Acoustic Otoscope

An acoustic otoscope generates volume change excitations of either a trapezoidal or sinusoidal waveforms which are coupled into a sealed ear canal using a speculum tip. The change in volume results in a pressure change, for which a pressure measurement is taken during the volume change excitation interval. In one example, a trapezoidal time-domain volume change is presented, and a pressure measurement waveform is stored, the pressure measurement waveform thereafter examined to find a change of slope point in time, after which the pressure measurement waveform is scaled to be equal to the volume change waveform at that same point in time, a difference between scaled pressure measurement and volume excitation is formed, and examined for peak value prior to the earlier determined change in slope point in time.

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The present invention relates to an otoscope for characterization of fluid on the proximal surface of a tympanic membrane in a mammalian ear. In particular, the invention relates to making a viscosity measurement of the fluid proximal to the tympanic membrane by measuring the time and frequency related displacement of a tympanic membrane in response to an acoustic volume excitation applied to an ear canal.


Acute Otitis Media (AOM) is a common disease of the inner ear, involving tissue inflammation and fluidic pressure which impinges on the tympanic membrane. Acute Otitis Media may be caused by a viral infection, which generally resolves without treatment, or it may be caused by a bacterial infection, which may progress and cause hearing loss or other deleterious and irreversible effects. Unfortunately, it is difficult to distinguish between viral or bacterial infection using currently available diagnostic devices, and the treatment methods for the two underlying infections are quite different. For bacterial infections, antibiotics are the treatment of choice, whereas for viral infections, the infection tends to self-resolve, and antibiotics are not only ineffective, but may result in an antibiotic resistance which would make them less effective in treating a subsequent bacterial infection. It is important to accurately diagnose acute otitis media, as AOM can be a precursor to chronic otitis media with effusion (COME), for which surgical drainage of the effusion and insertion of a tube in the tympanic membrane is indicated.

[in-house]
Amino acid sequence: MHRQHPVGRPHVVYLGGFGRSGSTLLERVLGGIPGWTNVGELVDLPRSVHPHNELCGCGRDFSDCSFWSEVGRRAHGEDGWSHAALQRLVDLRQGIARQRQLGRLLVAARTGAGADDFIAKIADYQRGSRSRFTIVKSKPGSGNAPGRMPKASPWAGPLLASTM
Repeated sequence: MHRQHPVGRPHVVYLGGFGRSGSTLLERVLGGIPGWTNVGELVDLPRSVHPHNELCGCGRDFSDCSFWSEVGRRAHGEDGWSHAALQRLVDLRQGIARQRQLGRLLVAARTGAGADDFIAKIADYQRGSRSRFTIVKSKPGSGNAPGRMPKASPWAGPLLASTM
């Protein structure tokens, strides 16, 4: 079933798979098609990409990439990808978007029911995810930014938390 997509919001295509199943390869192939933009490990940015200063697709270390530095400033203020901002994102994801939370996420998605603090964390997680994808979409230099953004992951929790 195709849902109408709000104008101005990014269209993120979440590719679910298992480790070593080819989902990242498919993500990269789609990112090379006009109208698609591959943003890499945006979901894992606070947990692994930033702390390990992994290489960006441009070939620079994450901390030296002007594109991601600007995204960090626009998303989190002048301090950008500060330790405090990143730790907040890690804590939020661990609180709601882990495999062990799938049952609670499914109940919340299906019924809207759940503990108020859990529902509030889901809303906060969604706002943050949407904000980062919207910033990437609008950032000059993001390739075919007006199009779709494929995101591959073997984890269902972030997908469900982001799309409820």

The definitive diagnostic tool for inner ear infections is myringotomy, an invasive procedure which involves an incision through the tympanic membrane, withdrawal of fluid, and examination of the effusion fluid under a microscope to identify the infectious agent in the effusion. Because of complications from this procedure, it is only used in severe cases. This presents a dilemma for medical practitioners, as the prescription of antibiotics for a viral infection is believed to be responsible for the evolution of antibiotic resistance in bacteria, which may result in more serious consequences later in life, and with no efficacious treatment outcome, as treatment of viral infectious agents with antibiotics is ineffective. An improved diagnostic tool for the diagnosis of acute otitis media is desired.


A first object of the invention is a device for estimation of tympanic membrane mobility through the introduction of a volume displacement excitation into a sealed ear canal, the measurement of eardrum displacement performed using the proxy of measured pressure in the tympanic membrane.

A second object of the invention is a method for determination viscosity of fluid adjacent to a tympanic membrane by application of a volume displacement excitation and measurement of time and frequency domain characteristics of the pressure developed as a proxy for tympanic membrane displacement.

A third object of the invention is an apparatus for characterization of a fluid adjacent to a tympanic membrane, the apparatus having a speculum tip for sealing an ear canal, a volume displacement source for changing a volume of an ear canal, and a pressure measurement for determining the effect of the displacement change on measured external ear canal ear pressure, thereafter forming an effusion metric based on the amplitude and phase of the pressure response versus time or, equivalently, versus frequency.